A new class action lawsuit has accused 18 industry-leading venture capital firms for assisting the FTX “crypto empire”, alleging that without them “the largest financial fraud in U.S. history would not have occurred”.
Softbank, Temasek and Sequoia Capital were some of those accused of using their status and power to perpetrate FTX’s “multibillion dollar global fraud”.
The lawsuit, filed on 7 August in Miami, said the investment companies aided and abetted FTX’s schemes “for their own financial and professional gain”.
“Those Defendants wielded their power, control, and deep pockets, to launch FTX’s house of cards to its multi-billion dollar scale,” the lawsuit said.
At the time of writing, the defending VC firms are yet to respond to these allegations and file any counter arguments. But Temasek previously said that FTX’s fraudulent behaviour was hidden from its investors, including itself.
The class-action lawsuit against FTX investors
While FTX stole customers’ money and broke numerous securities laws, the lawsuit alleged that the venture capital firms upheld a deceitful picture of the cryptocurrency exchange.
It said: “Each Multinational VC Defendant knew or was reckless in not knowing that SBF’s entire crypto empire was a sham.”
The court document added that the companies had “ample access” to private company information acquired during their due diligence of FTX. This information was claimed to be “in connection with the investments of hundreds of millions of dollars from the FTX Group into some of the Multinational VC Defendants’ own funds or partnerships”.
There was clear motivation from the defendants as they would have “reaped massive windfalls” if it weren’t for FTX’s bankruptcy, according to the lawsuit.
The class action is now seeking to recover the equivalent value of its plaintiffs assets, which are missing or inaccessible as a result of the FTX collapse.
Temasek’s response to the FTX fallout
Temasek, the investment company owned by Singapore’s government, was noted in detail for its role in obscuring FTX’s fraud.
The firm reported that it conducted eight months of due diligence, looking at the exchange’s business model, anti-money laundering policies, and know your customer checks. In its background research, it also enquired about the “preferential treatment” between FTX and CEO Sam Bankman-Fried’s hedge fund Alameda.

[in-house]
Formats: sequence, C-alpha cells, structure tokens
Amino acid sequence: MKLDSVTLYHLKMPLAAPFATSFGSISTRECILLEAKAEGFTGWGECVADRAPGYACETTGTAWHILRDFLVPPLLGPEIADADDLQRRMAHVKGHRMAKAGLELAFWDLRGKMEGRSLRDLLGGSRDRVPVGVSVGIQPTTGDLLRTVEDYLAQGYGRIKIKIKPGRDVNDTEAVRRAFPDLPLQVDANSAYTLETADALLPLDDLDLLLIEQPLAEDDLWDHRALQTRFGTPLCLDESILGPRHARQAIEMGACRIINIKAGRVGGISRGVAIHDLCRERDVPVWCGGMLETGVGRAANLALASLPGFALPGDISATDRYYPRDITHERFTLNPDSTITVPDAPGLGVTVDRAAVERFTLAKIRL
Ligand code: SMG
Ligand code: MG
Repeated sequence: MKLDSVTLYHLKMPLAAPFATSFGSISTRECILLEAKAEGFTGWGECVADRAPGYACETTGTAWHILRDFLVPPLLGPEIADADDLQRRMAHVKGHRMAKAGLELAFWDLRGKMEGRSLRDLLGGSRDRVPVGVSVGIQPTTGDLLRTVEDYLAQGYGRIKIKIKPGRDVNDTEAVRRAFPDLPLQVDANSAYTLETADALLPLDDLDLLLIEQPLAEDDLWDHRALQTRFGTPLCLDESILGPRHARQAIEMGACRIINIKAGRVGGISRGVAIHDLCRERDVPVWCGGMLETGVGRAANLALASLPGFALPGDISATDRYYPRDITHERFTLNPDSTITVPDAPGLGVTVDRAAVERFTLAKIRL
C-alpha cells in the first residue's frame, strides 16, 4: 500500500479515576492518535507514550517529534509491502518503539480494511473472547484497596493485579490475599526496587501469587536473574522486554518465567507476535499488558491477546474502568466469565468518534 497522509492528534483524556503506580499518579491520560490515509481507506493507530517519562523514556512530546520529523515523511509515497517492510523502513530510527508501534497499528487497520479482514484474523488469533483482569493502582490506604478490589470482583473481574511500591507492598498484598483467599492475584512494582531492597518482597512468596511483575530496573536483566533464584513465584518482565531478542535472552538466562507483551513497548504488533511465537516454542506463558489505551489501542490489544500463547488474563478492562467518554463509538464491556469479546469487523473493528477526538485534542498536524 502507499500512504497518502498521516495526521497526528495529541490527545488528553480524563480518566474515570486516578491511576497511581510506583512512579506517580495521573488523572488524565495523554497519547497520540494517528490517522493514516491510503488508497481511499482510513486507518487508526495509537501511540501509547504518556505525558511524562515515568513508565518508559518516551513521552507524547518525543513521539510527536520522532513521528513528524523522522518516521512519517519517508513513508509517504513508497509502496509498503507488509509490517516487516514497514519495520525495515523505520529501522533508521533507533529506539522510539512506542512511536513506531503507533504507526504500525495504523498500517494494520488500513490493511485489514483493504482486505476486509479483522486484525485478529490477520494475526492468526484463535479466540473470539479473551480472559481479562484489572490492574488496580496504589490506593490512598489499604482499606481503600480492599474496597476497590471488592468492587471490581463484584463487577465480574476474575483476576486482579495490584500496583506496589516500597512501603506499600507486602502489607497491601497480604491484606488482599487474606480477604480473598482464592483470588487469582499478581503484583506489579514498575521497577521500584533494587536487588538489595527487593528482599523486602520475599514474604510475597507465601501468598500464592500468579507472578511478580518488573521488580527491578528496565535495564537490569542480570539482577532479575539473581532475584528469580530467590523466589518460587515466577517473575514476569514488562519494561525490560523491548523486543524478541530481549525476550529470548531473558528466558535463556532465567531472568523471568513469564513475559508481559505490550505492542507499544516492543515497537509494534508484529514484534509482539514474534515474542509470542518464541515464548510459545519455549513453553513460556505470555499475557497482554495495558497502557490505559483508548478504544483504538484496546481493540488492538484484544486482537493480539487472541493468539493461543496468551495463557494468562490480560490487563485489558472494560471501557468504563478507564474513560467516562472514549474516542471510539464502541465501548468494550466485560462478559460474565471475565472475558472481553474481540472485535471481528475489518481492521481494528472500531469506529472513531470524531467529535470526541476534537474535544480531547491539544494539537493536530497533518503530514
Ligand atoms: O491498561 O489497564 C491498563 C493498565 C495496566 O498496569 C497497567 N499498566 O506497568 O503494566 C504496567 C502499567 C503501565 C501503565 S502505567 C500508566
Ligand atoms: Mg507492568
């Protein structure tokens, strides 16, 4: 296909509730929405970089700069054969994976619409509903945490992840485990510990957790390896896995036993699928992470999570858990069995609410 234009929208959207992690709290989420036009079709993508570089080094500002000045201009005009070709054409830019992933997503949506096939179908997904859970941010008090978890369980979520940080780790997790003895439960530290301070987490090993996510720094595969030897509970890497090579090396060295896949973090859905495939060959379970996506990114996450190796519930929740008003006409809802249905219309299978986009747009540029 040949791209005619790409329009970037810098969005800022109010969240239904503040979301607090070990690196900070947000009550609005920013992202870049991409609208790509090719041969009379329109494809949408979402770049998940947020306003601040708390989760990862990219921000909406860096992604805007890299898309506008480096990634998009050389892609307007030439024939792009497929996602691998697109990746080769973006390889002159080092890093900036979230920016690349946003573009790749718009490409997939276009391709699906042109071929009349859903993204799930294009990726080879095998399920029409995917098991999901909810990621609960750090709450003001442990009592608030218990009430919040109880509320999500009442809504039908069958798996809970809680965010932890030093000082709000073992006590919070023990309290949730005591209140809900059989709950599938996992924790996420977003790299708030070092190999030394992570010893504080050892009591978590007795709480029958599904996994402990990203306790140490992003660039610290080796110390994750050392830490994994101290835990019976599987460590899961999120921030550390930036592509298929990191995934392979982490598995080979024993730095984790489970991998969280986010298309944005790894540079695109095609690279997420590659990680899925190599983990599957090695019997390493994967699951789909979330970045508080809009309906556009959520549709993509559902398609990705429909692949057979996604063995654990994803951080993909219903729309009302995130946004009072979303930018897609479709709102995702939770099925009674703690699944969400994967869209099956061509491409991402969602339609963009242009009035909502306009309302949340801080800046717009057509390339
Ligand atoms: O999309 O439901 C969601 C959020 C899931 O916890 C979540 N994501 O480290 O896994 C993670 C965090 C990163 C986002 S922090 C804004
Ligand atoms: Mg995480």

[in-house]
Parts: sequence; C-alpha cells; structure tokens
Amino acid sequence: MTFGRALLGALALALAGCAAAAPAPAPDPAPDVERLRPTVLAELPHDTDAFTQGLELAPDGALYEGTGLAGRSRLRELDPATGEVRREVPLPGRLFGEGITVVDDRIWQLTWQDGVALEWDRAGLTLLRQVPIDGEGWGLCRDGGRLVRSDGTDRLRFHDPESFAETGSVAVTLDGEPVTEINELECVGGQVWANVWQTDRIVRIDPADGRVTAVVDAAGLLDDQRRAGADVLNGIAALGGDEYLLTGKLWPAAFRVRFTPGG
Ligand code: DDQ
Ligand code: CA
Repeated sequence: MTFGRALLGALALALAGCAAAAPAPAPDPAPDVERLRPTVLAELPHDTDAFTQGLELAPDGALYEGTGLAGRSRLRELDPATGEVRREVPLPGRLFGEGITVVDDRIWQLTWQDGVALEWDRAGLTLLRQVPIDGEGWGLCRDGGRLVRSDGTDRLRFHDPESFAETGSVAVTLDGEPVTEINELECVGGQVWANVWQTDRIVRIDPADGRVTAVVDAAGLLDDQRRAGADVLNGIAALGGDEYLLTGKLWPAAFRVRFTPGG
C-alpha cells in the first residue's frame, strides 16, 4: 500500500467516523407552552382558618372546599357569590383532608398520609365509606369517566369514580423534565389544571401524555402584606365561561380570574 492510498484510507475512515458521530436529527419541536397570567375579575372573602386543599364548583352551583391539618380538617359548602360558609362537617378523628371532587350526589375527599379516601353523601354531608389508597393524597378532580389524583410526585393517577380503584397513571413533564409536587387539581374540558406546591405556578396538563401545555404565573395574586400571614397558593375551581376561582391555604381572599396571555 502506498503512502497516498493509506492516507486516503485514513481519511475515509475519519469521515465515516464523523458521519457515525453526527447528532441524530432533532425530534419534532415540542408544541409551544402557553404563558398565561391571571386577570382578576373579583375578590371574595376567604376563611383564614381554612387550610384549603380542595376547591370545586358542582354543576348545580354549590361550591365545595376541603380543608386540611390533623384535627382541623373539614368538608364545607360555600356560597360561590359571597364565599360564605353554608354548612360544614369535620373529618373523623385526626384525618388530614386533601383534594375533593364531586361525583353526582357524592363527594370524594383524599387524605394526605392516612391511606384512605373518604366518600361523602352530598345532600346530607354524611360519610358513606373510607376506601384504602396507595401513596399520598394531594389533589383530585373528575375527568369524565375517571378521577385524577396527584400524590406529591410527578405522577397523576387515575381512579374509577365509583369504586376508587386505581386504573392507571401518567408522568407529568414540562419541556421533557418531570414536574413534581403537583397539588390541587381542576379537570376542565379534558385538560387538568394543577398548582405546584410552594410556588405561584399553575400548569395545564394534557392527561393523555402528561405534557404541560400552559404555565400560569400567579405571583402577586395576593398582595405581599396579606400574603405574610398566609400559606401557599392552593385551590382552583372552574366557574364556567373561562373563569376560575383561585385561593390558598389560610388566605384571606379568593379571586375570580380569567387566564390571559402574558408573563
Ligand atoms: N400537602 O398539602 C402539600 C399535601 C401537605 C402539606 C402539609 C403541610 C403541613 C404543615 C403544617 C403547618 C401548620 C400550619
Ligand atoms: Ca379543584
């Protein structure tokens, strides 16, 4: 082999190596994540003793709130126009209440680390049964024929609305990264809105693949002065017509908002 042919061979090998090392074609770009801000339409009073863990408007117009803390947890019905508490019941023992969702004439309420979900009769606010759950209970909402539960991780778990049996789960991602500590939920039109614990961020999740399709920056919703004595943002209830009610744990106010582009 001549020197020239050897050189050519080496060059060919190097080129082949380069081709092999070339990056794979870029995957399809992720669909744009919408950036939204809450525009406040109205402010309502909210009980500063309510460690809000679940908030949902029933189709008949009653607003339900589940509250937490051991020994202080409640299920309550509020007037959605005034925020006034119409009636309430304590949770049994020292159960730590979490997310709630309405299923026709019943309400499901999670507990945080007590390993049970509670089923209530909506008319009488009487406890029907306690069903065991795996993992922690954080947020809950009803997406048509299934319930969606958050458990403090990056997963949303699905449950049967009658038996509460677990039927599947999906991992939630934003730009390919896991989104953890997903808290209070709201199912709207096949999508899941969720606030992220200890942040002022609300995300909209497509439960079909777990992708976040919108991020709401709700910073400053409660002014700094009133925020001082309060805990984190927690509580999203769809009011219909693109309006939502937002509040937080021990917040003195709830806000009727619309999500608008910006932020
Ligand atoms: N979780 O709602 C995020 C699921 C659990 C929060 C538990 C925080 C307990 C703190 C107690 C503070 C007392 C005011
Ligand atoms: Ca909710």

“From employing in-depth diligence standard in the industry, the Multinational VC Defendants knew that SBF was misappropriating Class Member funds,” the lawsuit said.
Temasek was one of the first firms to invest in FTX and funded the exchange with $275 millions. Following FTX’s demise, Temasek wrote off the exchange and laid off the employees responsible for the investment.
In a statement earlier this year, Temasek said: “There was fraudulent conduct intentionally hidden from investors, including Temasek.”
“Although there was no misconduct by the investment team in reaching their investment recommendation, the investment team and senior management, who are ultimately responsible for investment decisions made, took collective accountability and had their compensation reduced,” it added.
The lawsuit said its plaintiffs lost billions of dollars due to Bankman-Fried and the FTX exchange, which caused them “substantial harm”.
FTX stole billions of dollars worth of customer deposits “to support the operations and investments of FTX and Alameda, to fund speculative venture investments, to make charitable and political contributions, and to personally enrich SBF himself”.
Meanwhile, it sold unregistered securities that did not provide the plaintiffs with the relevant disclosures.
The lawsuit said that the venture capital firms “directly perpetrated, conspired to perpetrate, and/or aided and abetted the FTX Group’s multi-billion-dollar frauds”.